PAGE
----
Dibble questions what he sees as an implicit tenet of Zilhão's position, “the belief that it would be somehow insulting to the Neandertals to conclude that their behavior is not like ours.” Rather, he says, they used different kinds of adaptations to survive. “Neandertals were around for 250,000 years. That's pretty successful, and better than we've done so far.”

Trinkaus says that both he and Zilhão have been “repeatedly accused” of being “politically correct” where Neandertals are concerned—treating them as a Stone Age minority group in need of affirmative action. But that's a charge he rejects. “João is, and will remain, controversial,” Trinkaus says. “But over the past decade he has contributed more of substance, and more ideas, to [Paleolithic] archaeology than any other active participant. His legacy is already being felt, and he has many years ahead of him.”

7. Infographic: World of Waste

In this four-page infographic, Science offers insights into where the world's waste is coming from, where it is going, and how waste streams are changing.

The scope and reliability of waste statistics vary widely around the world, and even wealthy, developed countries can have big data gaps. In the United States, for example, battles over waste policy have complicated government efforts to document some waste streams, and budget cuts threaten programs that try to calculate how materials flow through the economy. Further complicating matters, nations sometimes use different waste definitions, making meaningful comparisons difficult. Still, enough data exist to draw some insights into where the world's waste is coming from, where it is going, and how waste streams are changing. And the numbers suggest that local economic, social, and geographic factors can play a big role in waste management, leading nations to take often very different approaches.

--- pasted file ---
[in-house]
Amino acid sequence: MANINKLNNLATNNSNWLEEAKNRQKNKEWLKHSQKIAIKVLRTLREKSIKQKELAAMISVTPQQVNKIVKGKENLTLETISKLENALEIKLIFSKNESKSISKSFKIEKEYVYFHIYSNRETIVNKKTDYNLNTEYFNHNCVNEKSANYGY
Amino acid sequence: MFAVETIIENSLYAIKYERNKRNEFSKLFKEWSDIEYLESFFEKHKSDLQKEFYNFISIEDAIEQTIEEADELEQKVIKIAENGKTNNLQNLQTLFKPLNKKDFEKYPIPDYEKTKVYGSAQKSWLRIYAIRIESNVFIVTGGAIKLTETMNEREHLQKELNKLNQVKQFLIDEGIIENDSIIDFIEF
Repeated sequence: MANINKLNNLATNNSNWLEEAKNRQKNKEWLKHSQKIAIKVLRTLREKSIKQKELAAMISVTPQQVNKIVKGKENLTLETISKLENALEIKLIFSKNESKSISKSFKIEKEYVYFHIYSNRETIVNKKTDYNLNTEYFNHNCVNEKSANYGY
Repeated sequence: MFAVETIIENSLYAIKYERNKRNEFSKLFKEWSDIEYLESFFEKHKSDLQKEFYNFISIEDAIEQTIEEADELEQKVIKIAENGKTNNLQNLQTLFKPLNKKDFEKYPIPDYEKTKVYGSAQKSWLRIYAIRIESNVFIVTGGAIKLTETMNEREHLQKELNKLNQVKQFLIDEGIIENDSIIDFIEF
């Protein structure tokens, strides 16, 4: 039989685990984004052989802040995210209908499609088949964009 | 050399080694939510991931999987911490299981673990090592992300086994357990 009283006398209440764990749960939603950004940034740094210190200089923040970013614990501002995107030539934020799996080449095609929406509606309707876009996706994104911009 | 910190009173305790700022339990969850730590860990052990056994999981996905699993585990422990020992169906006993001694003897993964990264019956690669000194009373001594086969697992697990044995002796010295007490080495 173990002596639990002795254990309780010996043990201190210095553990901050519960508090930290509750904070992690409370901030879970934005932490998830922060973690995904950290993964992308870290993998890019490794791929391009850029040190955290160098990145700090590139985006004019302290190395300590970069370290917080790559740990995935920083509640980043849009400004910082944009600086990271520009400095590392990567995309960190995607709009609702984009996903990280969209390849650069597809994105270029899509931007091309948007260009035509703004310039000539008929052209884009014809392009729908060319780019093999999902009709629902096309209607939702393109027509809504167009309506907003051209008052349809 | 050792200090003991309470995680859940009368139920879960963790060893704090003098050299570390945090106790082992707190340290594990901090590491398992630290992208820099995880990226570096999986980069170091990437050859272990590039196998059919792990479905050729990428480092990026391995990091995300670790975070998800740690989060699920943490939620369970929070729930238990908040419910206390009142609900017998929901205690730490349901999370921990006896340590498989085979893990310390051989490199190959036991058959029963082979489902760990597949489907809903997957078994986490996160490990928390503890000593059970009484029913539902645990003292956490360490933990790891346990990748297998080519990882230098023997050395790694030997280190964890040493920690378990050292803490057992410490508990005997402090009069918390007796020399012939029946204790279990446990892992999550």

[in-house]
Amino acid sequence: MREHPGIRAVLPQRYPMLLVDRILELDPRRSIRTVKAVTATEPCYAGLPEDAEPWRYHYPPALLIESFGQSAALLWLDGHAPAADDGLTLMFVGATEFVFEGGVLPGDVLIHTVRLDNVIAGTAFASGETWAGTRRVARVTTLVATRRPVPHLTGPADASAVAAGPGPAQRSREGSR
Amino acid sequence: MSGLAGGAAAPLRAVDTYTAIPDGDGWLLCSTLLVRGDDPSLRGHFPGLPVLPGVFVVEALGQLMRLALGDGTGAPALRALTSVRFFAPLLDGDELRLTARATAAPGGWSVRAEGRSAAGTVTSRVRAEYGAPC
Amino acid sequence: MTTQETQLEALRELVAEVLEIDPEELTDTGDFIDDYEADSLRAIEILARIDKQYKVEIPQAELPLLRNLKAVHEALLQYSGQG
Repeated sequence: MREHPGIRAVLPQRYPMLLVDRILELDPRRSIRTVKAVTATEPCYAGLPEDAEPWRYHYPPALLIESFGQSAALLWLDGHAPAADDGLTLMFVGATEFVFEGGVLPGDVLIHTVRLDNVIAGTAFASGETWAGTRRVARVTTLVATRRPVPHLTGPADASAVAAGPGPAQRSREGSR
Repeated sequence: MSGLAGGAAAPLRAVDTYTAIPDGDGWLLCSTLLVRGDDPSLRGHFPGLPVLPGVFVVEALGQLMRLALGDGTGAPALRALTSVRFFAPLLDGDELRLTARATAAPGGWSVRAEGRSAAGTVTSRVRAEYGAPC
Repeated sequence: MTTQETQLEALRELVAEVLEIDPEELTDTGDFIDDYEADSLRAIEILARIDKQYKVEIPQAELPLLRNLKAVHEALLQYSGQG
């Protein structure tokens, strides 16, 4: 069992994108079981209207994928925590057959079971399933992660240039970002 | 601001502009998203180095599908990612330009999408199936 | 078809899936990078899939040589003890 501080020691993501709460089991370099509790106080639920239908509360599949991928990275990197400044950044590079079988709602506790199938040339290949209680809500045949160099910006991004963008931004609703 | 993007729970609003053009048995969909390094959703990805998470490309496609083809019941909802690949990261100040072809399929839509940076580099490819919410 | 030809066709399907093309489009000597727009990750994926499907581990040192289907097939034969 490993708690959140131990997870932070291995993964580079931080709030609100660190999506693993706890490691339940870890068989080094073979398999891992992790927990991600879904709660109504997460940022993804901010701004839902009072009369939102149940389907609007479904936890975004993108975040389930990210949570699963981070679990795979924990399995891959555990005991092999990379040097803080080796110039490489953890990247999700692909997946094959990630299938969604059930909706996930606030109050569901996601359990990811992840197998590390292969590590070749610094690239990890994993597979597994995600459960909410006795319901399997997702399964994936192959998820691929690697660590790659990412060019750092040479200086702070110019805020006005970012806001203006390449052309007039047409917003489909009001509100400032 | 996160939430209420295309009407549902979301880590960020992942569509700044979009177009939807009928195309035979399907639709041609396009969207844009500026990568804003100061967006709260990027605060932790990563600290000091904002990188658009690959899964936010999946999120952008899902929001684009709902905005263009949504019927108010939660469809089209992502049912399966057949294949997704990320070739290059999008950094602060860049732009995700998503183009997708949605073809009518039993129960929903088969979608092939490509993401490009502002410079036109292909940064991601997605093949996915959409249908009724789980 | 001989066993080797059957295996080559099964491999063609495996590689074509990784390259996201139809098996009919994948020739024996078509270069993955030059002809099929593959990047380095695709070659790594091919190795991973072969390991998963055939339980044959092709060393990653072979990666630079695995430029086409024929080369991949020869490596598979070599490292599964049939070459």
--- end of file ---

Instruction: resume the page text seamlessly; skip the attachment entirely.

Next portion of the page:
Click the image for a larger version.

For more on waste, see the complete special section in this issue.

[CREDIT: G. Grullón/Science]

8. Garbology 101: Getting a Grip on Waste

1. Jeffrey Mervis

Most people choose to ignore it, but managing waste is a pressing and contentious issue that is prompting a closer look at what we throw away—and where it ends up.

People who work with waste for a living seem to have a special passion for their subject. And they aren't fazed by its complexity. Those traits help explain why Bill Davidson found himself tapping away at his home computer one Sunday morning more than a decade ago.